Games like Rainbow Six Siege have unique operators with specific roles that make each one wildly different than the last. Firewall Zero Hour doesn’t take quite so divergent a path, but does let the player unlock skills. Each character has a primary skill, but eventually level up enough to pick up a secondary skill like faster movement, quick reload, or “Bang bang” for a second frag grenade slot. These are useful, but surprisingly, will not replace skill and patience — they are very well balanced. Here’s a brief overview of the operators in the game:

My first axe to grind is, well…it’d be the grind. Everything in the game costs crypto (once you’ve hit the requisite level with XP, of course), but all of the weapons, skins, accessories, and everything else costs an inordinate amount of in-game cash. To unlock your first weapon, you’ll have to win a staggering 25 matches. Couple that with my next point, and it creates a real problem.

Firewall Zero Hour is an absolute blast…when you are playing. Unfortunately, this game is also an insufferable drag when you are literally standing around. After every game (note I did not say round — more on that in a moment) there is a 60 second countdown before the next game begins, whether the players are ready or not. Every multiplayer title I can think of has a mechanism for players to indicate that they are ready, bypassing the clock, but Zero Hour seems to have missed the memo.

I differentiated between game and match because, despite all reasons to the contrary, Firewall Zero Hour is played as a single match with no respawns. I don’t mind the latter, but the former is a problem. When you gather eight players, it’s painful to watch a good group break up after a single game without the opportunity to modify the parameters. While you play as attackers one round and defenders the next before the game ends, it’d be nice to be able to toggle best of 3 or 5, or other modifiers to shake things up a bit.

The game has been out for a few weeks now, so why is this review so late? Put simply, I was giving the game time to bake post-launch in hopes that Sony would iron out the connectivity problems. Unfortunately, this continues to be a problem, inexplicably dropping players, or the entire session, at random. It’s frustrating to finally get a team that communicates well and operates as a crew, only to watch them disband because the game couldn’t remain stable.

There are two final missing options that I’d like to see added as soon as possible — the ability to mute other players, and the ability to kick them from the game. Hearing little kids shrieking, or encountering the odd racist scumbag online is a fairly common occurrence, unfortunately, and the ability to shut them up would be a welcome addition to the game. Similarly, during one play session, we ended up playing what ended up being a 3 vs. 4 game as one of our teammates was AFK for six rounds in a row. He reaped the benefits of all of our successes, having not moved a muscle.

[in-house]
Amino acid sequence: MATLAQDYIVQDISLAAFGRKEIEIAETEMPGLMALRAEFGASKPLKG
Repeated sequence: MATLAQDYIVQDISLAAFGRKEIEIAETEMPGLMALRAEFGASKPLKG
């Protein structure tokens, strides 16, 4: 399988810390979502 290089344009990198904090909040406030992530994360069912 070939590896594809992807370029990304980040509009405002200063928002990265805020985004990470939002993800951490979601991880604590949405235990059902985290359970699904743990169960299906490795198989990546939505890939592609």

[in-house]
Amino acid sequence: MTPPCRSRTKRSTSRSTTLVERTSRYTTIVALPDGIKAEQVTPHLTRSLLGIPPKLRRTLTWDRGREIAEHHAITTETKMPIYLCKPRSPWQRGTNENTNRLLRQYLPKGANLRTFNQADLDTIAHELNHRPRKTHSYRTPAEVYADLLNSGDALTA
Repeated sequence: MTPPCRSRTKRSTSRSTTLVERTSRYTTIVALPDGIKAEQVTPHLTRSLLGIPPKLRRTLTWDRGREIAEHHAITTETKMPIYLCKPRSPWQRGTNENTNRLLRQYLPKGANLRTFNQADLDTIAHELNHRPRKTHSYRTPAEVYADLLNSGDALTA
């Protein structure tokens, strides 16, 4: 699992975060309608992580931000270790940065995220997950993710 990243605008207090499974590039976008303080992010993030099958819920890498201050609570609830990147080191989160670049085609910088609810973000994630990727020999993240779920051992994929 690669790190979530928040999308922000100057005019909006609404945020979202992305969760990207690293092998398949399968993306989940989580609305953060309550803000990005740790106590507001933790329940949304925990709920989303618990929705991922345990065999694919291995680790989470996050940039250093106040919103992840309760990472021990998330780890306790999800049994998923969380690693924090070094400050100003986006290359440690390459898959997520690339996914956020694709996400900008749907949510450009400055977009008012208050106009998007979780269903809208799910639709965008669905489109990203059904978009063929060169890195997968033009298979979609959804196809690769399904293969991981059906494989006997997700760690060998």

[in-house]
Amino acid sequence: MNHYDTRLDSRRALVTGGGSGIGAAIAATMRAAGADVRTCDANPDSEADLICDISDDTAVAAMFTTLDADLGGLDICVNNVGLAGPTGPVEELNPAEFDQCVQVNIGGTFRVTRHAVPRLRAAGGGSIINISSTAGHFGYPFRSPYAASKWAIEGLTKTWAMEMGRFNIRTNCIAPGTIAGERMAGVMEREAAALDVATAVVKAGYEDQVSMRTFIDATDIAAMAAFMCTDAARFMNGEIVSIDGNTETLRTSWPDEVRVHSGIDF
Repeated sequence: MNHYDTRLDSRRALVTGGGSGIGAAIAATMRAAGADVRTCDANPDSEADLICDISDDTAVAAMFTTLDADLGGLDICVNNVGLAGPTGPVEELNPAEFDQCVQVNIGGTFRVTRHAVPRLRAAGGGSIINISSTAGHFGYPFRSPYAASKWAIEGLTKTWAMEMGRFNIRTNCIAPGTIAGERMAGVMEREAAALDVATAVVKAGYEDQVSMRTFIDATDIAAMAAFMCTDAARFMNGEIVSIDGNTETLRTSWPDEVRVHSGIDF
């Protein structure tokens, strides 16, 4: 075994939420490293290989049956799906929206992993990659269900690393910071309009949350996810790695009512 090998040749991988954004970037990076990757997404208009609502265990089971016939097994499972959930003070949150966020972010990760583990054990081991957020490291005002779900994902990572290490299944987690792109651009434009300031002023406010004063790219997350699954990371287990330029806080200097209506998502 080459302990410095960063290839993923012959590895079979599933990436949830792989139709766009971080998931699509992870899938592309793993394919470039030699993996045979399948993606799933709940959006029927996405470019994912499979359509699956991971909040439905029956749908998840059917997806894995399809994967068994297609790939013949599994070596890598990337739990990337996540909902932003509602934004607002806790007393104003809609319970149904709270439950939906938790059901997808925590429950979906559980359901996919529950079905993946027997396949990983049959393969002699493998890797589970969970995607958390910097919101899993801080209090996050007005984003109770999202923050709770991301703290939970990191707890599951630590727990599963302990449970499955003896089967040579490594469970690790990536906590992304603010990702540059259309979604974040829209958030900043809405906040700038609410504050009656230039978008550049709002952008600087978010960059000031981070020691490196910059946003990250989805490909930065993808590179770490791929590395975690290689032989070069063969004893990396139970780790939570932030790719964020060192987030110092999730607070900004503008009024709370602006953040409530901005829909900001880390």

As someone who normally suffers greatly with natural motion, I’d be remiss if I didn’t mention how amazing First Contact Entertainment Inc’s implementation of movement is in the PSVR headset. Using a system that narrows your cone of vision slightly during more rapid movement, the game is a nausea free experience. If you require a little more or less comfort adjustment, those options are present in the menu, but the default was so well tuned that I never felt the need to poke at it.

75

Good

Firewall Zero Hour

Review Guidelines

Firewall Zero Hour is precisely the game Sony needs for their Virtual Reality platform -- addictive, fast paced, and immersive. Unfortunately, it’s also in dire need of some tweaks to realize its potential. The grind is too deep, and the need for a “ready-up” system causes a lot of dead time between an otherwise richly rewarding tactical shooter. Patch this, and a few other minor hiccups, and Firewall Zero Hour will be the VR Rainbow Six it needs to be.

Ron Burke is the Editor in Chief for Gaming Trend. Currently living in Fort Worth, Texas, Ron is an old-school gamer who enjoys CRPGs, action/adventure, platformers, music games, and has recently gotten into tabletop gaming. Ron is also a fourth degree black belt, with a Master's rank in Matsumura Seito Shōrin-ryū, Moo Duk Kwan Tang Soo Do, Universal Tang Soo Do Alliance, and International Tang Soo Do Federation. He also holds ranks in several other styles in his search to be a well-rounded fighter. Ron has been married to Gaming Trend Editor, Laura Burke, for 21 years. They have three dogs - Pazuzu (Irish Terrier), Atë, and Calliope (both Australian Kelpie/Pit Bull mixes).